John 7:14-32

14 Now about the midst of the feast Jesus went up into the temple, and taught.

[The midst of the feast] Jesus had arrived at the feast quietly, but part way through the week he chose to reveal himself and begin teaching.

15 And the Jews marvelled, saying, How knoweth this man letters, having never learned?

[How knoweth this man letters, having never learned?] Jewish education emphasized the knowledge of their own scriptures and the traditions of their elders. In this learning our blessed Lord excelled. No person ever spoke with more authority or knew how to make more proper use and better application of Jewish allegories and parables because none had ever understood the Scriptures as he did. No one ever cited them more successfully or ever showed their accomplishments in so complete and satisfactory a manner. Because these branches of learning were taught at the Jewish schools, and our Lord had never attended there, they were astonished to find him excelling in that sort of learning, of which they themselves professed to be the sole teachers.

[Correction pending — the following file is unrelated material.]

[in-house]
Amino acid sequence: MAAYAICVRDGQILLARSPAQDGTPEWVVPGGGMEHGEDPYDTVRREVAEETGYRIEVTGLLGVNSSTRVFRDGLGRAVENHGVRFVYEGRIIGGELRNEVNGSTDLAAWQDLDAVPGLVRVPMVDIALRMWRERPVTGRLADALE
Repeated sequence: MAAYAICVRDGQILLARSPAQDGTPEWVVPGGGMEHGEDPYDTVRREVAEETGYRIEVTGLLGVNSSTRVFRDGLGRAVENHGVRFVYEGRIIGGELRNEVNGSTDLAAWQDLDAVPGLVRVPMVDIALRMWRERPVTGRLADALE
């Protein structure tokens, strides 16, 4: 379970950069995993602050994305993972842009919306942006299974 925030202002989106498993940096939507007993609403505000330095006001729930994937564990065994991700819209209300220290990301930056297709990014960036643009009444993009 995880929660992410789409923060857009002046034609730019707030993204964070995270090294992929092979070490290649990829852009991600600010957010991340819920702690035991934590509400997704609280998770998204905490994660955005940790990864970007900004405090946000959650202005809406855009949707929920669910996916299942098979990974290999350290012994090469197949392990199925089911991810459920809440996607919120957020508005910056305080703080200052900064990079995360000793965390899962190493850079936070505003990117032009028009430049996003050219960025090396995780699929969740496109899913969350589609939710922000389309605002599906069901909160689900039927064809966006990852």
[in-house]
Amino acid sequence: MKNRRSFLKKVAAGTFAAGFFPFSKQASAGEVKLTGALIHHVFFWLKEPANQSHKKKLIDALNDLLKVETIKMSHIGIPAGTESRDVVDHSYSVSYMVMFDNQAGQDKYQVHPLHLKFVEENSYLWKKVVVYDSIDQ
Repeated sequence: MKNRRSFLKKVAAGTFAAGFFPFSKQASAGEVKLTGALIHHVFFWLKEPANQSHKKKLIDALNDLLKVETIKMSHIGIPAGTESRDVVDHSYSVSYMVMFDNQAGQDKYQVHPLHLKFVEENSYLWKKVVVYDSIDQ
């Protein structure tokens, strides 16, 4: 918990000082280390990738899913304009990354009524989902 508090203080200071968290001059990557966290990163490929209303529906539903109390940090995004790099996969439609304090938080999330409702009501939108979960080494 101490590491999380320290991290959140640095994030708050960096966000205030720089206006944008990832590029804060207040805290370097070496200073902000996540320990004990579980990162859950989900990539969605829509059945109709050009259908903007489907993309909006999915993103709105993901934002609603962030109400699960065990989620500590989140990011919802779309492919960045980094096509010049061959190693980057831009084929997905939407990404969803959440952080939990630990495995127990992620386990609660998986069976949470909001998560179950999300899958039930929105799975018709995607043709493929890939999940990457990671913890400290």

16 Jesus answered them, and said, My doctrine is not mine, but his that sent me.

[My doctrine is not mine] Jesus speaks these words to draw the attention of the Jews from the teaching of man to the teaching of God; and to show that he was the promised Messiah, the very person on whom, according to the prophet, Isaiah 11:2, the Spirit of Jehovah - the Spirit of wisdom, counsel, understanding, might and knowledge should rest.

17 If any man will do his will, he shall know of the doctrine, whether it be of God, or whether I speak of myself.

[Whether it be of God, or whether I speak of myself] I will give you a sure rule by which you may judge my doctrine: If you really wish to do the will of God, begin the practice of it; then take my doctrine, and apply it to all that you know of what God requires of man. If you find one of my teachings to be contrary to the nature, perfection and glory of God, or contrary to the present or eternal welfare of men, then you shall be at liberty to assert that my doctrine is human and erroneous, and God has not sent me. But if, on the contrary, ye find that the sum and substance of my preaching is, That men shall love God with all their heart, soul, mind and strength, and their neighbor as themselves, and that this doctrine brings glory to God in the highest while it produces peace and good will among men; then acknowledge that God has visited you, and receive me as the Messiah promised to your fathers.

18 He that speaketh of himself seeketh his own glory: but he that seeketh his glory that sent him, the same is true, and no unrighteousness is in him.